High-speed sync is a special flash mode that can overcome the limited flash synchronisation speeds of focal plane shutters.
Watt-seconds is the usual measurement for the power output of professional flash systems. 1 watt-second is equivalent to the power of 1 watt for a period of 1 second. It’s used because it’s a measure of raw power output independent of any lighting modifiers, angle of coverage or reflective surfaces
Flash duration is the length of time a flash is generating light. The flash duration is typically very short, often between 1/500sec and 1/1000sec, but often even faster than that.
The recycle time is the time taken by a flash to build up the power for the next flash after it’s just been used. Flashguns work by accumulating a large electrical charge which is then discharged in an instant via the flash head.
A cable connector for socket external flash units that’s still found on higher-end cameras like pro DSLRs but is becoming less and less common as photographers switch to wireless flash systems. These are usually triggered by a ‘master’ unit attached to the camera.
The names used by Nikon and Canon respectively for their camera flash units, both built-in pop-up flash and external flashguns. There’s nothing intrinsically different about these compared to regular flashguns – it’s just a different choice of name.
Special flash mode where the camera’s exposure is extended beyond the brief burst of the flash. This makes it possible to record some of the ambient lighting too, and it’s a popular technique for illuminating a nearby subject brightly without losing background colour and detail.
A special slow sync flash mode which fires the flash at the end of the exposure not the start. This gives more natural-looking results with moving subjects because any movement trail will be behind your subject and not ahead of it (which looks odd).
Most cameras have a built-in flashgun which pops up automatically in low light or can be popped up by pressing a button. The flash can provide emergency light, but it’s harsh and short range. In many instances it’s best to leave the flash off and use higher ISO settings.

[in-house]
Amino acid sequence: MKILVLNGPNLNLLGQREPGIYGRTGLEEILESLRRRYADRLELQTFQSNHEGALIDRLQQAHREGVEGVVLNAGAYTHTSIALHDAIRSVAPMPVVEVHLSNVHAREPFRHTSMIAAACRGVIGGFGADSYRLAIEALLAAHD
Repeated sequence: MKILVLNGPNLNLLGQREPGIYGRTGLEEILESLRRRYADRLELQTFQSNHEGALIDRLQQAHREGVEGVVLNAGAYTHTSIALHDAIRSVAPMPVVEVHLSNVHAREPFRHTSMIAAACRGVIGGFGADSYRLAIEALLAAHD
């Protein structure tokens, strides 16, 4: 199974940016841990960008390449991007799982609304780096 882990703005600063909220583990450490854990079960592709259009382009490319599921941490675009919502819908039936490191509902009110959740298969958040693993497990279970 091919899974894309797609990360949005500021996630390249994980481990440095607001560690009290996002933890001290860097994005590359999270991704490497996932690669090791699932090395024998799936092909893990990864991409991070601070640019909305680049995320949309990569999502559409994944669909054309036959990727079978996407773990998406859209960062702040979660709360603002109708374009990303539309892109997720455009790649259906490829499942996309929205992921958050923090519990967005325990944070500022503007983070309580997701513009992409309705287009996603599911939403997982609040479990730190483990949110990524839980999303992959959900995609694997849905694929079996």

Accessory shoe on the top of more advanced cameras that’s designed for sliding in an external flashgun, though these days it may also be used for electronic viewfinders, wireless remote control units and more.
A measure of the power of a flashgun, whether it’s a built in flash or an external flashgun. You take the guide number and divide it by the subject distance in metres to get the lens aperture you should use. Flash power is usually controlled automatically these days, though, so the guide number is just […]
A mode where the flash is made to fire whether the light is low or not. Normally, the camera won’t fire the flash in bright light, but forced flash mode overrides this. Flash can be useful for fill-in light for portraits, even in daylight, and especially if your subject’s face is in shadow.
Digital SLRs and compact system cameras use focal plane shutters and these have a design limitation – there is a maximum speed at which the whole sensor is exposed at once. This is the maximum flash synchronisation speed. Beyond this, the sensor is exposed in a moving strip, which is no good for flash.
Flash power is usually handled automatically by in-built flashguns and external flashguns. The exception is studio flash, where you adjust the power manually in fractions of full power. 1/1 is full power, 1/2 is half power, 1/4 is quarter power and so on. Some smaller flashguns offer manual power settings too.
Flash power is normally handled automatically by the camera, but you can increase or reduce the flash power with the flash compensation option – it’s just like using the exposure compensation option with automatic exposure.
Flash is the most popular artificial light source for both amateur photographers and professionals. It delivers a short, intense burst of light that can freeze moving subjects and illuminate objects up to a few metres away. Many cameras come with a built-in flash, but it’s also possible to add a more powerful and versatile external […]
A flashgun designed to clip to the top of the camera on its accessory shoe or to be used off-camera and fired remotely by cable, radio control or infra-red. External flashguns have more power than the camera’s built-in flash and a lot more flexibility in the way you can control and direct the light.
Wireless flash system used by Nikon to control one or more external Speedlights from one place. Speedlights can even be combined in ‘groups’ for more power or more sophisticated lighting effects.
A flash control mode on some Nikon DSLRs and external flashguns (Speedlights) which can fire other Speedlights remotely via infra-red. It’s possible to control quite complex lighting setups in this way, and it’s part of Nikon’s CLS (Creative Lighting System).